Interview with Keira Montclair, author of Highland Fortitude
07 Jan 2019
What can you tell us about your new release, Highland Fortitude?
Daniel, the hero, is a misfit because he lost a hand in a childhood accident. Although he’s known for his quick wit and ability to get behind enemy lines undetected, he believes his disability makes him less of a man. When he joins his cousins in their mission to rid the Highlands of an underground network of kidnappers and smugglers, he meets and falls in love with Constance. She loves him, too, but she’s running from a past she fears will catch up to her.
Each of my novels can stand alone, but Highland Fortitude is also the fifth book in The Band of Cousins series, set in medieval Scotland. Each book focuses on one of the cousins.
What’s on your top 5 list for the best books you’ve ever read?
My favorite book of all time is To Kill a Mockingbird by Harper Lee. My top five for my favorite genre, historical romance, are:
- The Pride of Lions and The Blood of Roses by Marsha Canham (technically two, but it’s so hard to choose!)
- Into the Wilderness by Sara Donati (and the whole series)
- Secrets by Julie Garwood (and any other of her medieval historicals)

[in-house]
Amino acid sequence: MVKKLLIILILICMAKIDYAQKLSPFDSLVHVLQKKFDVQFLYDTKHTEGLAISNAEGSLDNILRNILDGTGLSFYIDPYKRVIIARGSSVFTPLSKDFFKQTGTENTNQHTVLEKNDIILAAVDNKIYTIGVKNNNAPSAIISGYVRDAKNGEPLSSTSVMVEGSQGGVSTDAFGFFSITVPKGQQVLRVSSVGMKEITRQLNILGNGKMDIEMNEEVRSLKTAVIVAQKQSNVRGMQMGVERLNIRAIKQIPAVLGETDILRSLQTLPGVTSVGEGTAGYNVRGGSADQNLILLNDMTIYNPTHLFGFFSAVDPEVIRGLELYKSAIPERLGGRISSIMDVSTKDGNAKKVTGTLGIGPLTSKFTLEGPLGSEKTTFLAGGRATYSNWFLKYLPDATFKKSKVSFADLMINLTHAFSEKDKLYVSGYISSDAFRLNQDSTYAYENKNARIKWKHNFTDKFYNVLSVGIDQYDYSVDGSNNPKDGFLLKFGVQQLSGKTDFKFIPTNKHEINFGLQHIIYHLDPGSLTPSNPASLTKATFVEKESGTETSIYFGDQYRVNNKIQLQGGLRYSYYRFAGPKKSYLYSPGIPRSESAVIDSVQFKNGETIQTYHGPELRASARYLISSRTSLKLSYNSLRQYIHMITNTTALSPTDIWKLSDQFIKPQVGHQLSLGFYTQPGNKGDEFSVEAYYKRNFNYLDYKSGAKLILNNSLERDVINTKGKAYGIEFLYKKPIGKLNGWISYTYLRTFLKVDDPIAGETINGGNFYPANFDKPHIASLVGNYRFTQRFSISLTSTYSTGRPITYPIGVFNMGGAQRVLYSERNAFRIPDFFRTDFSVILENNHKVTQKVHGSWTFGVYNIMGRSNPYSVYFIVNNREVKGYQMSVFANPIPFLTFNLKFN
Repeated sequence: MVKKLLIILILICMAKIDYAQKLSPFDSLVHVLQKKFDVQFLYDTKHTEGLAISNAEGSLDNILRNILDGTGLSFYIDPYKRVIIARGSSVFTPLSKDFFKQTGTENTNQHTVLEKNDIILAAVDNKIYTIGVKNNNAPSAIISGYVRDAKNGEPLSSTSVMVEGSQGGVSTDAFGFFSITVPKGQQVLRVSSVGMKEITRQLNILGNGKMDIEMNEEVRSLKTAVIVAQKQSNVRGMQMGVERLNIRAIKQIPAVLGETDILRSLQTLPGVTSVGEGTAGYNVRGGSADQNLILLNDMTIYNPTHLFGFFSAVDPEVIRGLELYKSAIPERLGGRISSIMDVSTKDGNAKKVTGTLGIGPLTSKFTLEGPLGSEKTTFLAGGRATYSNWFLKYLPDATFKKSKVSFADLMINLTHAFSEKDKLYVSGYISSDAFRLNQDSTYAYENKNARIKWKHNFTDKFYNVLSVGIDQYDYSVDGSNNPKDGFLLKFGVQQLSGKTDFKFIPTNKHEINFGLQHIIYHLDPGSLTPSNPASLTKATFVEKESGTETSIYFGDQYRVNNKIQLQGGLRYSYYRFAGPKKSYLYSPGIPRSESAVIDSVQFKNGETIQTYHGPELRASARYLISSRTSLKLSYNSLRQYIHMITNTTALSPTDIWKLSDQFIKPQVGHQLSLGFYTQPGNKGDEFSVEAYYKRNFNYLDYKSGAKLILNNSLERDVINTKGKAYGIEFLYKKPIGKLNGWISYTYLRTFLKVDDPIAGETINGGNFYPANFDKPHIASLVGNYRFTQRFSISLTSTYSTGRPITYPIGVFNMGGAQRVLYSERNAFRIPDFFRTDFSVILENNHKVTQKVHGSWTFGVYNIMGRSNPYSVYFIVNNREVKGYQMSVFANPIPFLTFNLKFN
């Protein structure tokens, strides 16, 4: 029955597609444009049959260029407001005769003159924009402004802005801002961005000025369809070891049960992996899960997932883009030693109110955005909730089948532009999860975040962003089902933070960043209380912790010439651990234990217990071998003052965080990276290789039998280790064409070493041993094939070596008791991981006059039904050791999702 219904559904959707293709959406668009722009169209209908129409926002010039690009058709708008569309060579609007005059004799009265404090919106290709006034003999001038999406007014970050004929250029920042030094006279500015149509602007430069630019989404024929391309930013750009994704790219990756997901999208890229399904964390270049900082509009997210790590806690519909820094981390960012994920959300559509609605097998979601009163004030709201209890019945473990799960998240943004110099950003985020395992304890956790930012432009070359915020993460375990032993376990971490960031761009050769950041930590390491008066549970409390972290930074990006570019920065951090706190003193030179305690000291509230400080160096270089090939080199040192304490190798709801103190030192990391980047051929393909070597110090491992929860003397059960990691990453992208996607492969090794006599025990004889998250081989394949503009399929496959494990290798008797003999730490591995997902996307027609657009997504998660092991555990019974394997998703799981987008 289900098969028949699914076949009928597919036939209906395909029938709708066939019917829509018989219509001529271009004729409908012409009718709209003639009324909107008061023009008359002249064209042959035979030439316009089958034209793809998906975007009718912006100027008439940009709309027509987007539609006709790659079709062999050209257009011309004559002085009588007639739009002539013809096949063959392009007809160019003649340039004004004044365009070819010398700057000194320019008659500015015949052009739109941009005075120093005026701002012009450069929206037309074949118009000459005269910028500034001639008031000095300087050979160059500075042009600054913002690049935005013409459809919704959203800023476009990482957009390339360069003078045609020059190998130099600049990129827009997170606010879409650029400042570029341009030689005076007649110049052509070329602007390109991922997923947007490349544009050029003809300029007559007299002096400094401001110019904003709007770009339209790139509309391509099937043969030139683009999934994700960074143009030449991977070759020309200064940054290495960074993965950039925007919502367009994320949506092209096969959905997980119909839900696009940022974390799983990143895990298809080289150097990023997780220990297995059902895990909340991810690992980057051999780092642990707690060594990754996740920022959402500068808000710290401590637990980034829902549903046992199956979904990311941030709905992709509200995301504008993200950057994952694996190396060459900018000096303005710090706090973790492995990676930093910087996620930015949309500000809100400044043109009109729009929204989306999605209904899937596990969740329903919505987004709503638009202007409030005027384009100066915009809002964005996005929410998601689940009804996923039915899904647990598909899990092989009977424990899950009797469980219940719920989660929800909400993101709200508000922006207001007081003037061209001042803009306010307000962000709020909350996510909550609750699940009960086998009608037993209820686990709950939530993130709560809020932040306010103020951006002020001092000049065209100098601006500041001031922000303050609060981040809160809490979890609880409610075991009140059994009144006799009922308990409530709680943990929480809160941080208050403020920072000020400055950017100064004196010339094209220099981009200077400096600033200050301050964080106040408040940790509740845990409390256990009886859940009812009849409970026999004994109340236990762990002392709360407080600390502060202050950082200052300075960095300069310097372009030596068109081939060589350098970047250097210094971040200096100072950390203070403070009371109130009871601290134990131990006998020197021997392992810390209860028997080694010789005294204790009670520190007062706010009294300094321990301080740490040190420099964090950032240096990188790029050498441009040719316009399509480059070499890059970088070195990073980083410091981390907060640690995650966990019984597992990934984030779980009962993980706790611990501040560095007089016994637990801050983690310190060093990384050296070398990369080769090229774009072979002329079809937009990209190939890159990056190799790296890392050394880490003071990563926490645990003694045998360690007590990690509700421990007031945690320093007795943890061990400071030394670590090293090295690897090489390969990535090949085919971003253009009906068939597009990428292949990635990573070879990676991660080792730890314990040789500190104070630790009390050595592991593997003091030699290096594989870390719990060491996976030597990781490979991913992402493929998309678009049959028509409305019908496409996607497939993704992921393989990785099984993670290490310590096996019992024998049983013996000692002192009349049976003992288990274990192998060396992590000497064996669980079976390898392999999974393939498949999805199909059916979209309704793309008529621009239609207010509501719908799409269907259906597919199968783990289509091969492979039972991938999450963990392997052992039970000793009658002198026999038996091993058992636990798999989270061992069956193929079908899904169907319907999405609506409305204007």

- Kingdom of Dreams by Judith McNaught
- And, of course, Outlander by Diana Gabaldon
What’s your favorite thing about writing?
I love being my own boss. Because I self-publish, I set my own schedule, but I make sure to keep my deadlines with my editor, Angela Polidoro, because I’d be lost without her. Everything else falls into place after that.
What is a typical day like for you?
I usually spend the first hour working on business issues: checking email, checking sales, scheduling a few Facebook posts. After that, I write. I try to write 3000 words a day. When I’m satisfied with my day’s word count, I move on to the rest of my agenda—advertising, editing, covers, correspondence, or social media. There are a multitude of tasks for self-published authors!
What scene in Highland Fortitude was your favorite to write?
Suspenseful scenes are usually the most fun for me. That’s why I consider my true genre to be historical romantic suspense.
I also love to write emotionally raw scenes, where characters’ flaws are exposed. In this book, the hero goes undercover and becomes a fighter in an underground network. He changes his personality and looks to fit in and begins to like the transformation a little too much. When I wrote the scene where Constance finally tells Daniel exactly how she feels about him, including all his changes, the words flew across the page. The criticism came first, then the love. Sometimes the worst situations bring out the best in people.
Do you have a motto, quote or philosophy you live by?
For work: Focus on the writing.
For life: Believe in yourself and be your own best advocate.
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